What is True Repentance?
What is True Repentance?
Luke 5:4-8 Good News Translation (GNT)
4 When he finished speaking, he said to Simon, “Push the boat out further to the deep water, and you and your partners let down your nets for a catch.” 5“Master,” Simon answered, “we worked hard all night long and caught nothing. But if you say so, I will let down the nets.” 6 They let them down and caught such a large number of fish that the nets were about to break. 7 So they motioned to their partners in the other boat to come and help them. They came and filled both boats so full of fish that the boats were about to sink. 8 When Simon Peter saw what had happened, he fell on his knees before Jesus and said, “Go away from me, Lord! I am a sinful man!”
Repentance has been distorted in some religious circles. In many places it is identified by how many times someone says he is sorry for what he has done, by how much crying occurs and by how many times the person says he is unworthy; the more crying and unworthiness expressed, the more repentant the person is. And, according to religious tradition, until you repent, don’t expect anything good from God. Repent, and only then, will God bless you.
But that does not line up with the Bible. In Luke 5 (passage above), Jesus blessed Peter and his partners with a boat load of fish (actually more than one boat) before Peter got on his knees and declared “I am a sinful man.” The woman (Luke Chapter 8) who was caught in the act of adultery did not repent before receiving a blessing from Jesus. In Romans 10:9,10 the greatest gift of all – salvation – does not come by a confession of sin. It is received by a confession that Jesus is Lord.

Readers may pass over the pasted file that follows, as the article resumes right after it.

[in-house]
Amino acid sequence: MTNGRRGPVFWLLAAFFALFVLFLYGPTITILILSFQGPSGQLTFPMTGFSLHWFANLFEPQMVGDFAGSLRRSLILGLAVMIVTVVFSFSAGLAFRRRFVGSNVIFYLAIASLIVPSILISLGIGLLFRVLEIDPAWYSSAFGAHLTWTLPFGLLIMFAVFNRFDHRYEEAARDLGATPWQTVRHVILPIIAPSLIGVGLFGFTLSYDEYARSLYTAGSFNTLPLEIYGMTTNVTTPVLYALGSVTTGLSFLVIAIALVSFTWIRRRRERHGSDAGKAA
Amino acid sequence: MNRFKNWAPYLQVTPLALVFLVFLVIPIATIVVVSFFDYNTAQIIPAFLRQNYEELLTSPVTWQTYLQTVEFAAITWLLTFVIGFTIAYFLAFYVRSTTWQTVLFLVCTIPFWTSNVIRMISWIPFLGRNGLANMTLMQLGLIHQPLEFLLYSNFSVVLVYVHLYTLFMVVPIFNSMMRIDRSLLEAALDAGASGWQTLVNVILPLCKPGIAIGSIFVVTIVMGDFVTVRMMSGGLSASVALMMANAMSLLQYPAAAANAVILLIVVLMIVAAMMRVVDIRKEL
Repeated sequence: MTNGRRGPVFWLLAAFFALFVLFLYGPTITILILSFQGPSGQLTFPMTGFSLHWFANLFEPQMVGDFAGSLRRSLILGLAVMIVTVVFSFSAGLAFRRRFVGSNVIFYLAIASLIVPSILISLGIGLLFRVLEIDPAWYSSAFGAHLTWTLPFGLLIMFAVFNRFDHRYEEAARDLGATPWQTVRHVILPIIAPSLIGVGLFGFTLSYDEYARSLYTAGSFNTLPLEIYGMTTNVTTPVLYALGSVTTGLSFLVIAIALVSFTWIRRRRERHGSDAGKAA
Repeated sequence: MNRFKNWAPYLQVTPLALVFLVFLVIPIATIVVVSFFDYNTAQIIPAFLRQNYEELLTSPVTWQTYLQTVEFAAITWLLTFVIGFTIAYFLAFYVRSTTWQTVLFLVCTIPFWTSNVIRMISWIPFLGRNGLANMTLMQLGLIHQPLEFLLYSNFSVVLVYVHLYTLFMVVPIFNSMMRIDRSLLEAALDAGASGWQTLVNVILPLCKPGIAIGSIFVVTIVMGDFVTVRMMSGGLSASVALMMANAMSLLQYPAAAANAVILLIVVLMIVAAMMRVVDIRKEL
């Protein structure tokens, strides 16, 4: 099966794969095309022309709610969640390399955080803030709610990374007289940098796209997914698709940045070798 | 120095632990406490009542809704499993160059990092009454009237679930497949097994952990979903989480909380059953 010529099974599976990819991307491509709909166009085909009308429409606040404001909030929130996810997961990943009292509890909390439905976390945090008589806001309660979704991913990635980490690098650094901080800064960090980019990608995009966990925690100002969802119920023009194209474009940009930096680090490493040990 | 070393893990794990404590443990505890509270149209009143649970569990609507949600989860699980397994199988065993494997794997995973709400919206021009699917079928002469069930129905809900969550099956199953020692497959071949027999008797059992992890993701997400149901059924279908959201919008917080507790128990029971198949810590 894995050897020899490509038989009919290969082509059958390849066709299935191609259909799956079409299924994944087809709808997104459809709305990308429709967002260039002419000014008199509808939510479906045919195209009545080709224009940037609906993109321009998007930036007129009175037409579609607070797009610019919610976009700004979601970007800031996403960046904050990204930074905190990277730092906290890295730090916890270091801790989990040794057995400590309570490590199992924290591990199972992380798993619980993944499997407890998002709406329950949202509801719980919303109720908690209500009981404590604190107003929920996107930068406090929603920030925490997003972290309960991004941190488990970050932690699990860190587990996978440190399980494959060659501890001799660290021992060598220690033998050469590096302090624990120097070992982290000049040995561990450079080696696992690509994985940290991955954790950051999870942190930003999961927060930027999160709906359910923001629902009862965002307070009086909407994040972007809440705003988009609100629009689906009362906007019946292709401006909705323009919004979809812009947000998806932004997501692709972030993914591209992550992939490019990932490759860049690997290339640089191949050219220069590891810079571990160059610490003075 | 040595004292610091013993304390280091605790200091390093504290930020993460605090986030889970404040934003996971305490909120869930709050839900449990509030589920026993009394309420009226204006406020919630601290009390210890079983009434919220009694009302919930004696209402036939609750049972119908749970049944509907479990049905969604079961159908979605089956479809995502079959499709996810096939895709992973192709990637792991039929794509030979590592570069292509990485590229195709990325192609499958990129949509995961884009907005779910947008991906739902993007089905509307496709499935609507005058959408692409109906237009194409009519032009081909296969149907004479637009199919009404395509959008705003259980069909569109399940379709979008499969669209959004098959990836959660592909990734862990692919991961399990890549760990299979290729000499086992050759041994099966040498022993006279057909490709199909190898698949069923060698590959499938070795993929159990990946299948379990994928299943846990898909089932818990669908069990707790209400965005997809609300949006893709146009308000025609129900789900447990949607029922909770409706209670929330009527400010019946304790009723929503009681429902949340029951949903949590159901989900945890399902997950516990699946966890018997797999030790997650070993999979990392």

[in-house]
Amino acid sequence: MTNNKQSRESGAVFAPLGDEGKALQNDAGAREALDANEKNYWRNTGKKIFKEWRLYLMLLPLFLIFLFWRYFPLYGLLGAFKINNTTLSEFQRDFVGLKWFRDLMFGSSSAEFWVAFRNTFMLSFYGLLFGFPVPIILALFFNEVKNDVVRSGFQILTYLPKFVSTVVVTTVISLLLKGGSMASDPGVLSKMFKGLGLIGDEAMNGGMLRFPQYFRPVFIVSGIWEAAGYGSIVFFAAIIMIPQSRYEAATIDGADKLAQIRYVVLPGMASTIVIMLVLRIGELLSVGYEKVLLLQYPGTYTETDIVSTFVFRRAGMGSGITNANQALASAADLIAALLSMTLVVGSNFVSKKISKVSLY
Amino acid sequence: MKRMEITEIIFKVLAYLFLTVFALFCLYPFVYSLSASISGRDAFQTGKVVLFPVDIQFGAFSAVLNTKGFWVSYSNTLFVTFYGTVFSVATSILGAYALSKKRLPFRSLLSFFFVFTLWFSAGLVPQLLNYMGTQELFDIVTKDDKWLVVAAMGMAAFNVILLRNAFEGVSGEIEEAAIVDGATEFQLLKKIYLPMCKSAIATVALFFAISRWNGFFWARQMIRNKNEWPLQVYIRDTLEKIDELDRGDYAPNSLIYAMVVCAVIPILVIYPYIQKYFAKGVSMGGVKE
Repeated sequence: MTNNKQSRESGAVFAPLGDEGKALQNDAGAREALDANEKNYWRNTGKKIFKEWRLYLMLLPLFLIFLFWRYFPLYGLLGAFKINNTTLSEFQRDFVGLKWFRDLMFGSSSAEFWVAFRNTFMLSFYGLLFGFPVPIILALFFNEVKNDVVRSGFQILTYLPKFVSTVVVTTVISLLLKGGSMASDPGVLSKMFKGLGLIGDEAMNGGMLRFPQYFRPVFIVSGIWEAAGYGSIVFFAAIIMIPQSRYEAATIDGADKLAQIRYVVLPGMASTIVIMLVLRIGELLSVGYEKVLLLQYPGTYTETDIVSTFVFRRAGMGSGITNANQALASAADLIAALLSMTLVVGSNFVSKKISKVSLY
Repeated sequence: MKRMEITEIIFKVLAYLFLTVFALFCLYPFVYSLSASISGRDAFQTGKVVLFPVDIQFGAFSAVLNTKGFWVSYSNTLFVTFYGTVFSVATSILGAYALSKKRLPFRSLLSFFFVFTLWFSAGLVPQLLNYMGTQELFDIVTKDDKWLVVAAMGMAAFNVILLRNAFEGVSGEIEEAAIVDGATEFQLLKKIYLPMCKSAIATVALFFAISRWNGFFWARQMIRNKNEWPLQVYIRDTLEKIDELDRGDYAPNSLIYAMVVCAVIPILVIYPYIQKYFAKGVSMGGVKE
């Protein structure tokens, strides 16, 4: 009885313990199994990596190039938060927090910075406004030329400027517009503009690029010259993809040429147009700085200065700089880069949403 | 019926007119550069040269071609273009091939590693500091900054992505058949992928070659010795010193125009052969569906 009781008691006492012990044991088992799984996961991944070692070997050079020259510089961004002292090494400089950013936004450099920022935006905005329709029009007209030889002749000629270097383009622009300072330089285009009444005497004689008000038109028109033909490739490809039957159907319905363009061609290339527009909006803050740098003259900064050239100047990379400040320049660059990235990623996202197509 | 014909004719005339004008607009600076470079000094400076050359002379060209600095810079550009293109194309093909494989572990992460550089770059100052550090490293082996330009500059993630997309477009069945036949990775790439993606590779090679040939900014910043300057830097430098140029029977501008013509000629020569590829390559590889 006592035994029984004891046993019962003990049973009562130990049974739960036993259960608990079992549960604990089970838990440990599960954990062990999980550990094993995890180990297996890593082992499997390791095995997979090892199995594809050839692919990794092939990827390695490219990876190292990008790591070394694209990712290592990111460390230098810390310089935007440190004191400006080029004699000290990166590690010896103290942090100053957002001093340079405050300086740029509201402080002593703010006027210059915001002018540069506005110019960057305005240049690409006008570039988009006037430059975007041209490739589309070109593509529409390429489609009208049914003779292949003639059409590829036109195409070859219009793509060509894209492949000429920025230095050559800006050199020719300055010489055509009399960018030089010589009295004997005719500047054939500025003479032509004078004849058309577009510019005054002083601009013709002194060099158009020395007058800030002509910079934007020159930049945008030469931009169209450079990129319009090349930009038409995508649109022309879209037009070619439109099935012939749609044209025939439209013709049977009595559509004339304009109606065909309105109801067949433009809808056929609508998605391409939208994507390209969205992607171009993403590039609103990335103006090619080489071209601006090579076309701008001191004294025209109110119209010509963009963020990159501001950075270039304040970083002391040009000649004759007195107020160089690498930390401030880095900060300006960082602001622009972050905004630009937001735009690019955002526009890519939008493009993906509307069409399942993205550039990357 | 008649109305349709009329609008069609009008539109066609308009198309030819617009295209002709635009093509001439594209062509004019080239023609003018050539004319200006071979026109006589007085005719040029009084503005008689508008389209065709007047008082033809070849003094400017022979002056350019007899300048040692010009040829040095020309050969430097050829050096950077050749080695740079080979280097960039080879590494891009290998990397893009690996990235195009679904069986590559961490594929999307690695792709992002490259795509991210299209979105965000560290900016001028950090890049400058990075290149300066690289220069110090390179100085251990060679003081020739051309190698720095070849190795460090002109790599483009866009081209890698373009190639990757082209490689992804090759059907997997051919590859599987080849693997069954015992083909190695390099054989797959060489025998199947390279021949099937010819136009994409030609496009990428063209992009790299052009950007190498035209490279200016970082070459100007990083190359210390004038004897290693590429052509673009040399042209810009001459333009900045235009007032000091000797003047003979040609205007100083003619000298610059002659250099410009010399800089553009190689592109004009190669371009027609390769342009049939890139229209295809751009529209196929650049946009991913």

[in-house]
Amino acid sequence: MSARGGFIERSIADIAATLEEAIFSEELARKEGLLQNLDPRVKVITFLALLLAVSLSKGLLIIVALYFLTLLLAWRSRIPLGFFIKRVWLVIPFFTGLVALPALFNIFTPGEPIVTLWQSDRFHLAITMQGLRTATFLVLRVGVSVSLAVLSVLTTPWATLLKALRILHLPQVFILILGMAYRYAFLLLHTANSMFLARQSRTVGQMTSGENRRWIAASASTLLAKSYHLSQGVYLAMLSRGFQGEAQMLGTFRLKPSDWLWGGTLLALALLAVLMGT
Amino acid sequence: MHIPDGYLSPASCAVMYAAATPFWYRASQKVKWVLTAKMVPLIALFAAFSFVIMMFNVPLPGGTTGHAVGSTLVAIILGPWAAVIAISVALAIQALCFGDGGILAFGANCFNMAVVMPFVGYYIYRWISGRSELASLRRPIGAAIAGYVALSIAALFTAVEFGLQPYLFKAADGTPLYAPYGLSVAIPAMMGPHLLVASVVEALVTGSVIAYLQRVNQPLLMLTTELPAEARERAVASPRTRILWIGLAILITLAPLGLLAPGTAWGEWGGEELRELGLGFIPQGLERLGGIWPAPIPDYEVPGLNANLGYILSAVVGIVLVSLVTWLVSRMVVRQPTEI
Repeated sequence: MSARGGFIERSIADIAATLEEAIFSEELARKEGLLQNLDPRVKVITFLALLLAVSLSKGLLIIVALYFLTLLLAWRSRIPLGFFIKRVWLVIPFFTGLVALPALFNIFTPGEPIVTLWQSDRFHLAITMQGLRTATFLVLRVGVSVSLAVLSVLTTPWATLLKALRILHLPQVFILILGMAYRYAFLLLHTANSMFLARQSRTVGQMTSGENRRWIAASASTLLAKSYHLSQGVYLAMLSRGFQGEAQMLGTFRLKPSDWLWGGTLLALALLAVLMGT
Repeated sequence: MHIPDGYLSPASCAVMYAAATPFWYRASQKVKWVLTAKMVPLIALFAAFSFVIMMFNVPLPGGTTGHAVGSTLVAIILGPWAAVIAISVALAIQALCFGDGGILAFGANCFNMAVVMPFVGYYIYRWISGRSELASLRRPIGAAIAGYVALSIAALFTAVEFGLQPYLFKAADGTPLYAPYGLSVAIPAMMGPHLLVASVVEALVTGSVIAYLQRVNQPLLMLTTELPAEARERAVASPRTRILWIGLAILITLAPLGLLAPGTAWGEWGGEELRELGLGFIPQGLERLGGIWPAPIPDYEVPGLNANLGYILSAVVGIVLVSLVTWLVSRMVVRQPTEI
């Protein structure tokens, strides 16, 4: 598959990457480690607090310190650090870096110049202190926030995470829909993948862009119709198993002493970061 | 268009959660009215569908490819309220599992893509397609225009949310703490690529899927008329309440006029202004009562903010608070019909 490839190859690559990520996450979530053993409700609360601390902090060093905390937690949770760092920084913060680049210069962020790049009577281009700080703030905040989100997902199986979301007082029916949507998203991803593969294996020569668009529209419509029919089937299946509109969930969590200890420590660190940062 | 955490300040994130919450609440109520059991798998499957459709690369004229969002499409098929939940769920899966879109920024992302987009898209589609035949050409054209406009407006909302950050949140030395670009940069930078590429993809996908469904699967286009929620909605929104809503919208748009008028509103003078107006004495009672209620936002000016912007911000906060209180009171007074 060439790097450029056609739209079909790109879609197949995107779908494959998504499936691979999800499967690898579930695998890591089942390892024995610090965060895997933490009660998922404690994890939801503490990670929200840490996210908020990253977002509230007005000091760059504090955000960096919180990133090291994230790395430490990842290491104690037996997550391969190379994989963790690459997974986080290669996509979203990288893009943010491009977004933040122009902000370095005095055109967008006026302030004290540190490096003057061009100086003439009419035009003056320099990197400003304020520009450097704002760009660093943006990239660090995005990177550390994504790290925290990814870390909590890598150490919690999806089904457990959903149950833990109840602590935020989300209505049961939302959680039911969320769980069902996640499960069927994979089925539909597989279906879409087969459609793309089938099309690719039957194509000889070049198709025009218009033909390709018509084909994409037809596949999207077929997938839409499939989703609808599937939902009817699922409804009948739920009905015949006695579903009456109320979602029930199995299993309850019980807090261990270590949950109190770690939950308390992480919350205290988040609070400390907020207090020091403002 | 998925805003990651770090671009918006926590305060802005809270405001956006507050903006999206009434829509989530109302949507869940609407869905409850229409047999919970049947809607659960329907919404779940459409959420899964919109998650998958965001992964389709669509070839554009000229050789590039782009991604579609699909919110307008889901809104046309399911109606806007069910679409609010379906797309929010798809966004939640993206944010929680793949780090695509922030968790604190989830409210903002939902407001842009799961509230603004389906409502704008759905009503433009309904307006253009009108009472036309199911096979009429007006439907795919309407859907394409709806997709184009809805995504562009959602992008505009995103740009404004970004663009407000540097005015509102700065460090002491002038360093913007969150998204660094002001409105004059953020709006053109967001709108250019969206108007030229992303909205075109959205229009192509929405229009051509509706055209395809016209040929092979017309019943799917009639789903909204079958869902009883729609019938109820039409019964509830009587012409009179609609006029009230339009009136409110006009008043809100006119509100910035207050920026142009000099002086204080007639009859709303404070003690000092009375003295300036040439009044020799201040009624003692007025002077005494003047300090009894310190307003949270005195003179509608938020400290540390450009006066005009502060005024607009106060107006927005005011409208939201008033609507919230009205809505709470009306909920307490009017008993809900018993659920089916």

This is NOT to say that repentance is not an important part of the Christian journey. If repentance is defined according to the Bible, it is easy to see what an important part it plays in the life of a believer. According to Strong’s Concordance “repent” means to” turn back” in the Old Testament; in the New Testament it means to “have a change of mind.” While both refer to returning to God when sin has occurred, there is an important difference between repentance in the Old and the New Testaments. In the Old Testament, the Law required repentance as a requirement for getting right with God. The demand was placed on man to make things right between himself and God.
In the New Testament where the Dispensation of GRACE appears, the demand is no longer on man. Jesus’ supply is more than enough to make things right between God and man. He has borne our sins, past, present, and future on the Cross. While there is no sin problem in the world today, there is a sinner problem; believers continue to sin in this fallen world. This is where New Testament repentance comes in. When a believer sins, he is still righteous – in good standing with God. However, while the sin does not separate God from the believer, the sin does separate the believer from God; through the condemnation the believer feels for having sinned. Repenting removes the condemnation. The “change of mind” that occurs takes the focus off the believer’s sin and redirects it to the GRACE of God. A believer does not repent because that’s what he has to do to get back into God’s GRACE; he repents in response to the GRACE God always gives in every sin situation.
There is nothing wrong with a believer showing emotion when he repents. However, understanding the nature of repentance as it is embodied in God’s GRACE will cause those emotions to reflect something quite different from a sense of sorrow and unworthiness; those emotions will reflect a sense of gratefulness and joy in being surrounded by the worthiness of Jesus. And, that is amazing GRACE by anyone’s standards!
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